ACAS has this month released some new guidance for employers on providing references for job applicants.
In general, an employer can choose whether to provide a reference or not and what information to include in that reference. Only certain industries such as those regulated by the Financial Services Authority are required to give a reference by law and employers must only seek a reference from a job applicant’s current employer with their permission.
If the employer decides or is obliged to provide a reference, it must be a true, accurate and fair reflection of the job applicant and it should not include irrelevant personal information.
The ACAS guidelines confirm that a reference can include; –
- basic facts about the job applicant, like employment dates and job descriptions
- answers to questions that the potential employer has specifically asked about the job applicant that are not usually given as basic facts, like absence levels and confirming the reason for leaving
- details about the job applicant’s skills and abilities
- details about the job applicant’s character, strengths and weaknesses relating to the suitability for the role they have applied for
References must not include misleading or inaccurate information and those giving a reference should avoid giving subjective or unsubstantiated opinions.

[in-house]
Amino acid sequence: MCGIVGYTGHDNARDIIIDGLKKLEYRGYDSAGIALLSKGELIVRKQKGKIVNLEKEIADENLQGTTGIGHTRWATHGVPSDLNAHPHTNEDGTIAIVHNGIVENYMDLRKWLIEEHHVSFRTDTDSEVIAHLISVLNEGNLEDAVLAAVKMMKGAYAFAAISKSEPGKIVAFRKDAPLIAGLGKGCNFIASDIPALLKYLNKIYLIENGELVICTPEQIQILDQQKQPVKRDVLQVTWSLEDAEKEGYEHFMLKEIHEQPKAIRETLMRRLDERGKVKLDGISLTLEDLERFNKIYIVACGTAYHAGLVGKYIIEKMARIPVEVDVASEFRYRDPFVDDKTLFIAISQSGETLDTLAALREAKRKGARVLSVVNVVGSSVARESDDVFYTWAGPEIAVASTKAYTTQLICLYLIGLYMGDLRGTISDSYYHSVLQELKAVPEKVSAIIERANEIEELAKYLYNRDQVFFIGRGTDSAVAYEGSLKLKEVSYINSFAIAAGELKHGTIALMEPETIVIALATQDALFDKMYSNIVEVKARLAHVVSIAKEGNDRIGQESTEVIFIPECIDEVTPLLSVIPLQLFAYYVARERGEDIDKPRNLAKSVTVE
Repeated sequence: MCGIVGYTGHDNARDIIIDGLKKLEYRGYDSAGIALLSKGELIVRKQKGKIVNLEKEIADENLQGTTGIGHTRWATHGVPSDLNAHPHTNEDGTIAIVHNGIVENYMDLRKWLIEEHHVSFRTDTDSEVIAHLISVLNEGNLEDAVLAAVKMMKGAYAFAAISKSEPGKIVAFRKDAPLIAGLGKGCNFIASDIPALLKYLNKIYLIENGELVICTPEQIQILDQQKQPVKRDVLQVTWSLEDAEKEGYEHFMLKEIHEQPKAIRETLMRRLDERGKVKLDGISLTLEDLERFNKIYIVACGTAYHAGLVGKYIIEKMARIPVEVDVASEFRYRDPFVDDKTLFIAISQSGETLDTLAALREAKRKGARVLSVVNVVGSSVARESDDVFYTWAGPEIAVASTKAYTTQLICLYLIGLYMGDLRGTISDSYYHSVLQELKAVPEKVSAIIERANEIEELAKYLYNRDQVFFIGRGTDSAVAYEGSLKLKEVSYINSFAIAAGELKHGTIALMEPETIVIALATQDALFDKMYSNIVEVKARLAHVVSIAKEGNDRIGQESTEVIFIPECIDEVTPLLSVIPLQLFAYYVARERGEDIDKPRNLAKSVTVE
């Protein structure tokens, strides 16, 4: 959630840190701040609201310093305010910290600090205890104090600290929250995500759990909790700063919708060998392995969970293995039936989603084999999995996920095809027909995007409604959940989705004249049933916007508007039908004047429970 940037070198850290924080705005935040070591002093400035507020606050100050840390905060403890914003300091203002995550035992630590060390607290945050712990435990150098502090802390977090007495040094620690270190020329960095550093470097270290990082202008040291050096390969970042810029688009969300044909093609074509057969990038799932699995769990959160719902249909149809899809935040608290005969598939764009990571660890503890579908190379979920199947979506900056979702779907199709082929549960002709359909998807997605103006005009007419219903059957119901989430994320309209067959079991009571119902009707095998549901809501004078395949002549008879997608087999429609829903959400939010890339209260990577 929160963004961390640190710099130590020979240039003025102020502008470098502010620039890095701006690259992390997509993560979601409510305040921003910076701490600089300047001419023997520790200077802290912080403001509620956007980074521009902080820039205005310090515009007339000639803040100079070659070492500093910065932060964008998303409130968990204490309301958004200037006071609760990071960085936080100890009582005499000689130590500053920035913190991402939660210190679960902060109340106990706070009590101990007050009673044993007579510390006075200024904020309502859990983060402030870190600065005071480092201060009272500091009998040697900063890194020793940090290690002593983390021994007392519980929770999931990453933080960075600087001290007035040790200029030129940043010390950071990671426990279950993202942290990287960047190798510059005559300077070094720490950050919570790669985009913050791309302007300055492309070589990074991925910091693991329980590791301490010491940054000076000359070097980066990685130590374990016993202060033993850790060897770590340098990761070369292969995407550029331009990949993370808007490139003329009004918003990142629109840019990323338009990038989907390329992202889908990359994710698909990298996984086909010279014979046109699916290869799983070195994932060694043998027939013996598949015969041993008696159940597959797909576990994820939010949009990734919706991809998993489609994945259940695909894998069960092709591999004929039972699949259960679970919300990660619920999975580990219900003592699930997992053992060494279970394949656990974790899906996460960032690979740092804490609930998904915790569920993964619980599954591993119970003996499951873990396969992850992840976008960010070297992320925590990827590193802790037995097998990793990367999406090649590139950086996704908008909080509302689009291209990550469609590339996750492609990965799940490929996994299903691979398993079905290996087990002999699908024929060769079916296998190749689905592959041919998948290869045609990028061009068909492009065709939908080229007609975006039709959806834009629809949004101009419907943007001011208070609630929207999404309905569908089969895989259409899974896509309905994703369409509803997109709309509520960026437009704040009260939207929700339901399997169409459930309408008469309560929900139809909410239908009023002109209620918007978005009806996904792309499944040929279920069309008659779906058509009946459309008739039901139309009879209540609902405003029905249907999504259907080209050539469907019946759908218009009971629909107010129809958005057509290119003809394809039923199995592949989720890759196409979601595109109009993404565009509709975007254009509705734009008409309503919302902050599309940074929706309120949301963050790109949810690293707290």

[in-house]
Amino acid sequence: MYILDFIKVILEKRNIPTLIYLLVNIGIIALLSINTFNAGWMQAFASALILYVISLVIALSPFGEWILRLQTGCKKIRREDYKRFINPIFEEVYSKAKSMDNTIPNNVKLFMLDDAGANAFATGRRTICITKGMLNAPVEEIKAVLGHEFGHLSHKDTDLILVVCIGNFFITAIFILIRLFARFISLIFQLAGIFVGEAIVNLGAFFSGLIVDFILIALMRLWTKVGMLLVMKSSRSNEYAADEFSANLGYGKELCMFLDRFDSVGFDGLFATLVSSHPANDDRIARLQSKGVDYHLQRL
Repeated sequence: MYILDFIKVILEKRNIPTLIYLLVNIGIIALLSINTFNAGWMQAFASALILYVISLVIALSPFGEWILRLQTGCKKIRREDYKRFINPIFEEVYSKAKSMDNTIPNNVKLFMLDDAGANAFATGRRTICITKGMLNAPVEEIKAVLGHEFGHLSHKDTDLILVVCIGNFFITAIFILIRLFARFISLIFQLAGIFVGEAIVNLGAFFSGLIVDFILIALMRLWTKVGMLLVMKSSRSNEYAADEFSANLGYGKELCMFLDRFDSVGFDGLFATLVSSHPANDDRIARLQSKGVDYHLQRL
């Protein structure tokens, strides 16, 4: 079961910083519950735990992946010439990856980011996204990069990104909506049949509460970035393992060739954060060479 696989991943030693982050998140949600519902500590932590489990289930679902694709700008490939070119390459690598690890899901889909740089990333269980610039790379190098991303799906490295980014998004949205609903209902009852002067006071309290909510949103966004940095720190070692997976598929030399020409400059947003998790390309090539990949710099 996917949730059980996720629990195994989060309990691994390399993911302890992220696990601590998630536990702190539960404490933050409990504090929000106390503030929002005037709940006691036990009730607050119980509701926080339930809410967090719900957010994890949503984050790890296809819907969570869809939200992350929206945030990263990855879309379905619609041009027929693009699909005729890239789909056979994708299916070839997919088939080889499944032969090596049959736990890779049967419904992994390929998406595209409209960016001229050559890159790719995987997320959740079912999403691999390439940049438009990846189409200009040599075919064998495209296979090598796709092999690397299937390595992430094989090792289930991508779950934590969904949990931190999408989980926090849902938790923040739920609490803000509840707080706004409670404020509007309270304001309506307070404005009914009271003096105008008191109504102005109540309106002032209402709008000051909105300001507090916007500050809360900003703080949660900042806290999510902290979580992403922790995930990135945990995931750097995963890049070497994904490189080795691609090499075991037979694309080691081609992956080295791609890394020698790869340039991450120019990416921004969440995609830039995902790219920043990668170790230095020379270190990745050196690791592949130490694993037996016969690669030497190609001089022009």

Problems can arise when a references appears to demonstrate that the job applicant has not properly described his or her role accurately, that a job applicant is not suitable for the role they are applying for or that the job applicant doesn’t have enough experience of relevant responsibilities. Similarly, the reference may cite different reasons for leaving employment than those disclosed by the job applicant.
The ACAS guidelines suggest that in these circumstances, potential employers should remember that the reference may be inaccurate, particularly in suggesting suitability for a new role or reasons for leaving the employment. In these circumstances it is advised that the potential employer speak with the job applicant directly regarding any discrepancies in this regard and consider whether a probationary period would be appropriate in the circumstances.
Under GDPR, a job applicant who is unhappy with a reference provided about them can request that the author of a reference provide a copy of any reference sent to a new employer.
Furthermore, a job applicant may be able to claim damages in a court if they can show that the information given in a reference was misleading or inaccurate and that they have suffered a loss such as withdrawal of a job offer.